For the cats of Edenhurst Avenue, speeding cars as well as coyotes pose mortal threats, according to a woman at a recent Atwater Village Neighborhood Council meeting.
“Aside from coyotes that placed the remains of a cat on my front porch … They’re a lot of kittens dying because of this,” said the woman who spoke in favor of adding speed humps to slow down traffic. That prompted another person at the meeting to chime in that she had found a cat that was killed not by car or coyote but by nature’s own masked assassin: the raccoon. Such grisly talk proved too much for co-chair Torin Dunnavant, who changed the subject “in an effort to not be morbid.”
Morbid or not, however, the discussion reflected the fears of urban cat owners and pet lovers. While coyote sightings often trigger concern among cat owners, there are many other mortal risks – among them cars and stray dogs – to worry about for cats and their owners in Atwater and across town.
“Loose dogs and fast moving cars are problems everywhere in the city,” said Brenda Barnette, the General Manager of the city’s department of Animal Services.
Although everyone is entitled to their own pet theories about what’s most deadly to city cats, Barnette did not believe the story about the Atwater cat-killing raccoon.
“That’d have to be a very hungry raccoon,” said the head of animal services, who added that it would take quite a bit to sour the amicable relations between cats and raccoons.
For residents of Atwater Village and Los Feliz, wildlife is a bigger problem because of the neighborhood’s proximity to Griffith Park. According to Barnette, however, human behavior is often the root of the coyote problem.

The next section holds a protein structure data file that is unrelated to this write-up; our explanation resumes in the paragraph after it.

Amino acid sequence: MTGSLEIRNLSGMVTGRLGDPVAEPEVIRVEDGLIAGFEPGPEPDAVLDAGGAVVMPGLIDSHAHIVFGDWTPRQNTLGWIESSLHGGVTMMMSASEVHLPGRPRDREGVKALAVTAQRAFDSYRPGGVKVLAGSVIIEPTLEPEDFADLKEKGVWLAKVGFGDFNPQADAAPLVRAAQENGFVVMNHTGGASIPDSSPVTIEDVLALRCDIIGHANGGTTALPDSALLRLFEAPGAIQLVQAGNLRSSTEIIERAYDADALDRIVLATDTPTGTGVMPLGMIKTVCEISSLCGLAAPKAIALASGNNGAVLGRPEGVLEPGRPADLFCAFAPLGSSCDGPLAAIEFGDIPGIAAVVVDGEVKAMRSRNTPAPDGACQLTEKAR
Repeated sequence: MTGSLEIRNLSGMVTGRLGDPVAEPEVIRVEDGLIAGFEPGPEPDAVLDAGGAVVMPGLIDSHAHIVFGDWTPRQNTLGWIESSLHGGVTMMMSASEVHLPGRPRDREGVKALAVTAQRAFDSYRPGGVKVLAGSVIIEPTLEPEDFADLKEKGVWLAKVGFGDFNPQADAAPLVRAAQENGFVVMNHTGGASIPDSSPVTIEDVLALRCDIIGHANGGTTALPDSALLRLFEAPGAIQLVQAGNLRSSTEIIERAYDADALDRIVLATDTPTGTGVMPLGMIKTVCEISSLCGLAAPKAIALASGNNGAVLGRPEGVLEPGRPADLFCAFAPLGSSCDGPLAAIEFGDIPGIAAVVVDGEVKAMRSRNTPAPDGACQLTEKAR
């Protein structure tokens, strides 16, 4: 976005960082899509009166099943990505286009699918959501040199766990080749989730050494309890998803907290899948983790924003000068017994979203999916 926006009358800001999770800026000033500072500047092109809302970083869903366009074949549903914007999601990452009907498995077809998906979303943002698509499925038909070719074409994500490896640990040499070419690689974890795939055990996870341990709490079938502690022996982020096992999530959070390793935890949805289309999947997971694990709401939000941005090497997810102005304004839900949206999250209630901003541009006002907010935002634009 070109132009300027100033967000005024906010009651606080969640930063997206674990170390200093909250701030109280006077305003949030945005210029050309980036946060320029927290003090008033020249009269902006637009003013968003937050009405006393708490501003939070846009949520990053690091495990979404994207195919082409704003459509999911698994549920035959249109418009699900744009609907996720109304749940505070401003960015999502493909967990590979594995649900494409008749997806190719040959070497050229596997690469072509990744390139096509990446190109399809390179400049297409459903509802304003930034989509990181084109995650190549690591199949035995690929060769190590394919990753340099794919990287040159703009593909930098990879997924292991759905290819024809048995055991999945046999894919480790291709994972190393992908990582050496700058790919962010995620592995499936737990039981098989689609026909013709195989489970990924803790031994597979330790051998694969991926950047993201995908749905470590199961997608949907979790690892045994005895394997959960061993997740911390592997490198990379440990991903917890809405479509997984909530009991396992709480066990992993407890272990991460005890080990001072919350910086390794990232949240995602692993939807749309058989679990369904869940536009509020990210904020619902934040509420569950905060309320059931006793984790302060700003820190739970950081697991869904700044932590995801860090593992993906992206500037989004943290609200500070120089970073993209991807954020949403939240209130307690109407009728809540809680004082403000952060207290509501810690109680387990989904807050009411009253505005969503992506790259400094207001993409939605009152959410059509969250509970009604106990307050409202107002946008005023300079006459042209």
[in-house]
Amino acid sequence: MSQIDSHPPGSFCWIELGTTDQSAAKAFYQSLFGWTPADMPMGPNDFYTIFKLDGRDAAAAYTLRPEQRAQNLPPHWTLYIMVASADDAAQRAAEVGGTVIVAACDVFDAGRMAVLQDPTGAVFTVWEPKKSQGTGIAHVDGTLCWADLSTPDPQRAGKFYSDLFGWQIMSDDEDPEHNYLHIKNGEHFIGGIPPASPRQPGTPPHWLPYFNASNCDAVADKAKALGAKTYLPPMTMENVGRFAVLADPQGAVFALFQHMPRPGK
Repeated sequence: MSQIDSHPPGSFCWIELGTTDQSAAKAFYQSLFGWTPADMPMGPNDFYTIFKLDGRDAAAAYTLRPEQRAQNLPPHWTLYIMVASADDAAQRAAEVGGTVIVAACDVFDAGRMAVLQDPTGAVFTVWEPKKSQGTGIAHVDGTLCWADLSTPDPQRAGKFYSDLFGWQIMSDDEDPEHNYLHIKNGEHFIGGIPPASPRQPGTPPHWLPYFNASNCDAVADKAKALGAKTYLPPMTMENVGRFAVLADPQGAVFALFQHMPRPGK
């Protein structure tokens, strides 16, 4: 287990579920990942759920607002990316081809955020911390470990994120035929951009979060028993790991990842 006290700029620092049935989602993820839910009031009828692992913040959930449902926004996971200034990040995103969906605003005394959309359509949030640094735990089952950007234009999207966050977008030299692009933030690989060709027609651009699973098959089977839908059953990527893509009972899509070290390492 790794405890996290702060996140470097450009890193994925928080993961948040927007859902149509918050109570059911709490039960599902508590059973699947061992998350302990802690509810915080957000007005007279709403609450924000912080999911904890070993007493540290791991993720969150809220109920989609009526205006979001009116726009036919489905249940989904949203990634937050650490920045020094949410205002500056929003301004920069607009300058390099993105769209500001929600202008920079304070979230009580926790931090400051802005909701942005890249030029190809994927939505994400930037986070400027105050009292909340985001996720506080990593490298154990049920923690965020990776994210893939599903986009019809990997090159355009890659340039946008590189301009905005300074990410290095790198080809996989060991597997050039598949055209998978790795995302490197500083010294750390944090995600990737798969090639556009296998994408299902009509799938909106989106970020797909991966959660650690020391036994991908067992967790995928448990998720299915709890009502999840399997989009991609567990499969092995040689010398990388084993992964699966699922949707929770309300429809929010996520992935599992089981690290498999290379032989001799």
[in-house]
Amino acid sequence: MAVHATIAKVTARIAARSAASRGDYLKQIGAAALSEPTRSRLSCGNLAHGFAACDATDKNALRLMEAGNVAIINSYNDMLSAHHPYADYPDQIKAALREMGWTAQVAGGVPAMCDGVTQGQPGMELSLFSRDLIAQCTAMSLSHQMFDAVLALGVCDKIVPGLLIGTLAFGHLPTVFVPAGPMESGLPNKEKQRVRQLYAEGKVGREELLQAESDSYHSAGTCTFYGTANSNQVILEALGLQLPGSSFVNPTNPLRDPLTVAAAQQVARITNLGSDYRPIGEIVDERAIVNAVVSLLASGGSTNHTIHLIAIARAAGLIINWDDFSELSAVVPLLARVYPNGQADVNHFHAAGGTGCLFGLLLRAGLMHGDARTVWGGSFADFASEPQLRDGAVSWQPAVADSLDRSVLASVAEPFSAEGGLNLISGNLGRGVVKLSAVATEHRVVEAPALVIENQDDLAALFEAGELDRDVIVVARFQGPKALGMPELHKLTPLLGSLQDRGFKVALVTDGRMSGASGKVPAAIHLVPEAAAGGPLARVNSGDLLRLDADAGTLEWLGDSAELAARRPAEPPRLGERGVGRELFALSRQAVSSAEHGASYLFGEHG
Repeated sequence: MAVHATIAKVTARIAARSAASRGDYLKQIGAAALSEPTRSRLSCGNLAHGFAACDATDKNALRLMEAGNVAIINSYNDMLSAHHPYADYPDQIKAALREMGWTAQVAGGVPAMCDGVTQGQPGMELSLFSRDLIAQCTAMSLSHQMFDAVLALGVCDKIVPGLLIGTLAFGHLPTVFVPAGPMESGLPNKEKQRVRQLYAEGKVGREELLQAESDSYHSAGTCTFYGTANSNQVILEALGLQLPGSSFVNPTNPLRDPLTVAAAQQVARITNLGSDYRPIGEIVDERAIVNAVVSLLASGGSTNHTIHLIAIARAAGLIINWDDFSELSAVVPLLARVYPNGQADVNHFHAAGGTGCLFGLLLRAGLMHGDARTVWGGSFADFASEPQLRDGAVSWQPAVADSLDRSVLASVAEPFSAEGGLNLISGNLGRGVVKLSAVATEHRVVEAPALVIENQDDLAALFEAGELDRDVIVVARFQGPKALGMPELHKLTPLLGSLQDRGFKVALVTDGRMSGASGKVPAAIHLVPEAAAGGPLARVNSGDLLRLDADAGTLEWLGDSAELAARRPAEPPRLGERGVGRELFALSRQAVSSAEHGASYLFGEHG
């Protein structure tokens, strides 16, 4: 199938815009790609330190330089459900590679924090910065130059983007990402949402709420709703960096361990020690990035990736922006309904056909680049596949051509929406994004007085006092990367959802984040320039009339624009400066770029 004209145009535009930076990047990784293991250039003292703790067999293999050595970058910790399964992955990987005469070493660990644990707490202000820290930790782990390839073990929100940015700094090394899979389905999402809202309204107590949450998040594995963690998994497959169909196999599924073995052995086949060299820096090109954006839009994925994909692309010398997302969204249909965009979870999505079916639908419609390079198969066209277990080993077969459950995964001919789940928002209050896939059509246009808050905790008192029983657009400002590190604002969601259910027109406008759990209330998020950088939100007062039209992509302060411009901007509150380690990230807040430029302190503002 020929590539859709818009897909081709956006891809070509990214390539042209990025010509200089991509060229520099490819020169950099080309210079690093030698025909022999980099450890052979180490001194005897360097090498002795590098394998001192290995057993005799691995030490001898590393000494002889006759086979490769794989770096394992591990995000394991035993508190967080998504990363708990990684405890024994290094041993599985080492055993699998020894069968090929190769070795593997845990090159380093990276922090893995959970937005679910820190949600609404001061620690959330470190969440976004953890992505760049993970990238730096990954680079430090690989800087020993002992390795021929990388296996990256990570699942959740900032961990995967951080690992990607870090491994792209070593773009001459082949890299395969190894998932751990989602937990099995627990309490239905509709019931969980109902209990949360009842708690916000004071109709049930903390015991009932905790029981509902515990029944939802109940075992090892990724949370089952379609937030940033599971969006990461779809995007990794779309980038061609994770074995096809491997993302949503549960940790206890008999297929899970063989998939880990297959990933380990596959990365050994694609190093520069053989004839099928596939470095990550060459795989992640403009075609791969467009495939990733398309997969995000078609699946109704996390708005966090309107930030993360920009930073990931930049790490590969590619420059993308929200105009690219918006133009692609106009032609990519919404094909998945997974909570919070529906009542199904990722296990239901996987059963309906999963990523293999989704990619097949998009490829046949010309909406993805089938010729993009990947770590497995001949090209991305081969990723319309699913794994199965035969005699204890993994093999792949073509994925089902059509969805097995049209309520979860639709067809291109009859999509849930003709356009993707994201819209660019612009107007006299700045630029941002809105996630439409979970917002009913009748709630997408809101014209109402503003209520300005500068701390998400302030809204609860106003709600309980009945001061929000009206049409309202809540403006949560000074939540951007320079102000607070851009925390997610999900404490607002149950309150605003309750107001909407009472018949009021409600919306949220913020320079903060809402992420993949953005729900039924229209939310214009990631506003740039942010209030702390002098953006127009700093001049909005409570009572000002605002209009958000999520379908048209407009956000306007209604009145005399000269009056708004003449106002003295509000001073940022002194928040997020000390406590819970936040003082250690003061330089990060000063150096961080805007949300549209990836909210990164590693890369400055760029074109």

“Humans leave food for the coyotes, or they eat food from garbage cans. People don’t realize it’s bad,” she said. “It’s illegal and encourages coyotes.”
Besides curbing their own behavior humans can protect their cats by fencing in their backyards to stop coyotes from jumping in. She said some barriers come with rolling bars at the top to send coyotes back to the wilds of the L.A. streets with a Loony Toons-esque scramble.
Installing fencing with little room at the bottom will keep out other vermin, snakes or other potential cat killers. Barnette also recommended clearing bushes and brush from the backyard, lest wild animals find an urbane outback ridden with hide-outs. Old tricks, such as turning on lights and “banging pots and pans” will scare off most critters in a pinch, too.
The most effective way to protect cats is to keep them indoors or, at least, in a screened in porch. Despite cat’s protests, Barnette said, “It’s better for them and they’ll live a lot longer.”
Tony Cella is a freelance reporter that has covered crime and grime in Los Angeles, New York City and the Kenai Peninsula, Alaska. Click here to contact Cella with questions, comments or concerns.